Peace of Mind

You go fishing with Bill every Sunday morning. He has given you a key to his flat because he drinks and sleeps heavily. You can find your way to his single bed without turning on a light - Bill has no curtains or blinds and lives on a busy road. He grumbles and swears when you wake him but you take no notice. Without fishing, both his week and yours would be empty.

At four thirty in the morning, how the bait shop glows. Bill always insists on a packet of prawns but you ask the attendant if he's got anything fresh. Sometimes there will be squid or live pilchards. Abour every six months there is a new attendant but they all have the same look; flannelette shirts, beards, scarred and cracked hands that fumble with the small change and eyes that have seen deep water.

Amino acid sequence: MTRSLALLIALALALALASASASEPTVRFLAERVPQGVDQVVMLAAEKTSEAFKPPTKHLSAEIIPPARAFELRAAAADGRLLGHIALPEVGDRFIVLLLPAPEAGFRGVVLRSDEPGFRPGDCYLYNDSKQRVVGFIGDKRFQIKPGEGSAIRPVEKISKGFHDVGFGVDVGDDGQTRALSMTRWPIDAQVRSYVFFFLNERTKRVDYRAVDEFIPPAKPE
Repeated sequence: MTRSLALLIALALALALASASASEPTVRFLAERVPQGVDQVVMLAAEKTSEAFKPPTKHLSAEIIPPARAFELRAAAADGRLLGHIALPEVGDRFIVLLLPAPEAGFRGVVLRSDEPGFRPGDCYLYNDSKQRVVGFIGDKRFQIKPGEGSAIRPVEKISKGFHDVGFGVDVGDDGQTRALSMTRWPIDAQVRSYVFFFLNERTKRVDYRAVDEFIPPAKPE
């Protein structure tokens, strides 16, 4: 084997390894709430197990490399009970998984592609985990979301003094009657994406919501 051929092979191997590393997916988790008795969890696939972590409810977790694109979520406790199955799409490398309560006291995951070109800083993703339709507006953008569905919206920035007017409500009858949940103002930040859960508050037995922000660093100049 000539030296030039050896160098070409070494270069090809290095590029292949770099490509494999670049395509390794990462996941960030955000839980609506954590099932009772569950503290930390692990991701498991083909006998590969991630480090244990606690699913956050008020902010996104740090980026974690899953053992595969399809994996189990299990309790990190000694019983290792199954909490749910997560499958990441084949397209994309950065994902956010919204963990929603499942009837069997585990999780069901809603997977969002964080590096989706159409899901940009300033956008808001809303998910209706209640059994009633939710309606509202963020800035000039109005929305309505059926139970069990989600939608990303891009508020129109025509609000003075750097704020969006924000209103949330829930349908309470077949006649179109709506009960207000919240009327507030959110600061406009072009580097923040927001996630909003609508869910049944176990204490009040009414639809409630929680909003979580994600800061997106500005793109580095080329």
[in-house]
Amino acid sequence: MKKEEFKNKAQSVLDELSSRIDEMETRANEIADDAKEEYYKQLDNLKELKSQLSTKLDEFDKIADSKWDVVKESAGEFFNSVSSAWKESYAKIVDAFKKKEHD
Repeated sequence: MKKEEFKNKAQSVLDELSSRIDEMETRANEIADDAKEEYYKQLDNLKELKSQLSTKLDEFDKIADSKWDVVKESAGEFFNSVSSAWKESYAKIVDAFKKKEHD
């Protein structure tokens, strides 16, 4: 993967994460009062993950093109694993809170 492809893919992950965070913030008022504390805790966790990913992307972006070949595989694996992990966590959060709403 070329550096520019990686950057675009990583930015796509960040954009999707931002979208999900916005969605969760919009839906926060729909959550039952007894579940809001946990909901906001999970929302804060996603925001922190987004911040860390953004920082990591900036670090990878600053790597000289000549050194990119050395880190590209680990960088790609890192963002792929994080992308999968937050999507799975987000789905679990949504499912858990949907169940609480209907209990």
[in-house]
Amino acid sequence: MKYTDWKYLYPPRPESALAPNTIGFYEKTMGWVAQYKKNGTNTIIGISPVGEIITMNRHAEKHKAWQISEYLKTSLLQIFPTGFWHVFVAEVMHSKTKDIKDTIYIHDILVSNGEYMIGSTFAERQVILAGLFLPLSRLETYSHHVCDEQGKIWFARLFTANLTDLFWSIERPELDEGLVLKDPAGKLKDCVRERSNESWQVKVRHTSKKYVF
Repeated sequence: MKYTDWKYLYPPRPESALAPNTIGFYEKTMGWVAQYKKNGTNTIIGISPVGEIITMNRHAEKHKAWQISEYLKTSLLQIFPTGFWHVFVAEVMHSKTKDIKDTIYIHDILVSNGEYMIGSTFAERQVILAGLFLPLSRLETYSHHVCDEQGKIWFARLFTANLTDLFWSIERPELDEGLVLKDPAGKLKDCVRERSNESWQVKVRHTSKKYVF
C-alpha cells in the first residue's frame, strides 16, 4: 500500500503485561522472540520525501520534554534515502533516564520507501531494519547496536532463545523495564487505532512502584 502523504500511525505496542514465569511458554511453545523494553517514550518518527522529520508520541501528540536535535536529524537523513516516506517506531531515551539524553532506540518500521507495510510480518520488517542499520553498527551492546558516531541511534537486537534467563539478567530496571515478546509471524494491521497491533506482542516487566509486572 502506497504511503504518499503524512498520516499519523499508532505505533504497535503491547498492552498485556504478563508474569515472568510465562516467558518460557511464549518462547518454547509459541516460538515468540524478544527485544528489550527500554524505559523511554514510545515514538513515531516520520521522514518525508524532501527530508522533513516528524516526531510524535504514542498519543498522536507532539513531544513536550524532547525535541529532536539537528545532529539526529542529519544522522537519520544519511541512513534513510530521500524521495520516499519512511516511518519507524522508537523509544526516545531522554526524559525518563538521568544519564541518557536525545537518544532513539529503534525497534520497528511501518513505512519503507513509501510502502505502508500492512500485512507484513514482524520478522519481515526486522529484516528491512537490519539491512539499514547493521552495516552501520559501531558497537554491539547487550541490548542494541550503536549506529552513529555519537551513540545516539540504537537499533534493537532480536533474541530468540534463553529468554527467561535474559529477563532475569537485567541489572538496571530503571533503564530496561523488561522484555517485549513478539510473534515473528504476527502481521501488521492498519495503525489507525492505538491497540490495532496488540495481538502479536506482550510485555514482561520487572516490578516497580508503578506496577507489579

You load the tinnie and motor to a cove at the apex of which a creek tumbles over moss coated rocks. The engine is cut and the anchors disappear into the darkness. This is the time, the moment that truly matters; after night yet before dawn, when the past is silent and the future is only a tingling red and orange point on the eastern horizon. Bill stops coughing. Only the boldest of stars remain. There is a lyrebird in the dense bush along the creek - its call rings across the bay and the incoming tide strums a timeless ballad on your line.

Poems by Andrew Milson

Estuary Evening
Justice in Court 3A